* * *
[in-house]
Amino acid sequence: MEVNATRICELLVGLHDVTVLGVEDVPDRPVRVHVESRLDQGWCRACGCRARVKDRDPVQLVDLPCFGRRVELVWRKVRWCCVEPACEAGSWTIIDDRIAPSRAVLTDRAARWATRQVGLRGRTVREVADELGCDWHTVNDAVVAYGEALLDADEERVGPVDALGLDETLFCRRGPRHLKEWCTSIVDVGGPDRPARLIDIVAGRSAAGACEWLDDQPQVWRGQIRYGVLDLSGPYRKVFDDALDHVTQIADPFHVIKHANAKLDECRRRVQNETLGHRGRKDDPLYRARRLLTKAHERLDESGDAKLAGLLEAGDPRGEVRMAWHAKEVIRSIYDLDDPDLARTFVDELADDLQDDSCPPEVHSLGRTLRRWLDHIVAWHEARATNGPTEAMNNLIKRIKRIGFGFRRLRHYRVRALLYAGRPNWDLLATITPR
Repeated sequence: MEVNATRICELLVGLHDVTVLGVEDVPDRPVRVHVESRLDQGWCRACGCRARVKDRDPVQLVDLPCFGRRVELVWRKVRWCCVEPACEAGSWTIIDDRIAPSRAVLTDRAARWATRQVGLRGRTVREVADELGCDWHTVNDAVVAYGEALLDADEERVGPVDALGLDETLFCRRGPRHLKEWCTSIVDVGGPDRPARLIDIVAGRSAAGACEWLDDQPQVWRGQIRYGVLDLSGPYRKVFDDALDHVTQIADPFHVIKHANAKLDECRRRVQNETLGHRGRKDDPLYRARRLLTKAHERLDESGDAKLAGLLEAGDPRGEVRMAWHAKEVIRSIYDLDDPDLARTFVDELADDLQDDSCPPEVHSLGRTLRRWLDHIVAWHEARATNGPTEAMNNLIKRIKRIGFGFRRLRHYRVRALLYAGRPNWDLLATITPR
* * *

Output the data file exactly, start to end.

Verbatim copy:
[in-house]
Amino acid sequence: MEVNATRICELLVGLHDVTVLGVEDVPDRPVRVHVESRLDQGWCRACGCRARVKDRDPVQLVDLPCFGRRVELVWRKVRWCCVEPACEAGSWTIIDDRIAPSRAVLTDRAARWATRQVGLRGRTVREVADELGCDWHTVNDAVVAYGEALLDADEERVGPVDALGLDETLFCRRGPRHLKEWCTSIVDVGGPDRPARLIDIVAGRSAAGACEWLDDQPQVWRGQIRYGVLDLSGPYRKVFDDALDHVTQIADPFHVIKHANAKLDECRRRVQNETLGHRGRKDDPLYRARRLLTKAHERLDESGDAKLAGLLEAGDPRGEVRMAWHAKEVIRSIYDLDDPDLARTFVDELADDLQDDSCPPEVHSLGRTLRRWLDHIVAWHEARATNGPTEAMNNLIKRIKRIGFGFRRLRHYRVRALLYAGRPNWDLLATITPR
Repeated sequence: MEVNATRICELLVGLHDVTVLGVEDVPDRPVRVHVESRLDQGWCRACGCRARVKDRDPVQLVDLPCFGRRVELVWRKVRWCCVEPACEAGSWTIIDDRIAPSRAVLTDRAARWATRQVGLRGRTVREVADELGCDWHTVNDAVVAYGEALLDADEERVGPVDALGLDETLFCRRGPRHLKEWCTSIVDVGGPDRPARLIDIVAGRSAAGACEWLDDQPQVWRGQIRYGVLDLSGPYRKVFDDALDHVTQIADPFHVIKHANAKLDECRRRVQNETLGHRGRKDDPLYRARRLLTKAHERLDESGDAKLAGLLEAGDPRGEVRMAWHAKEVIRSIYDLDDPDLARTFVDELADDLQDDSCPPEVHSLGRTLRRWLDHIVAWHEARATNGPTEAMNNLIKRIKRIGFGFRRLRHYRVRALLYAGRPNWDLLATITPR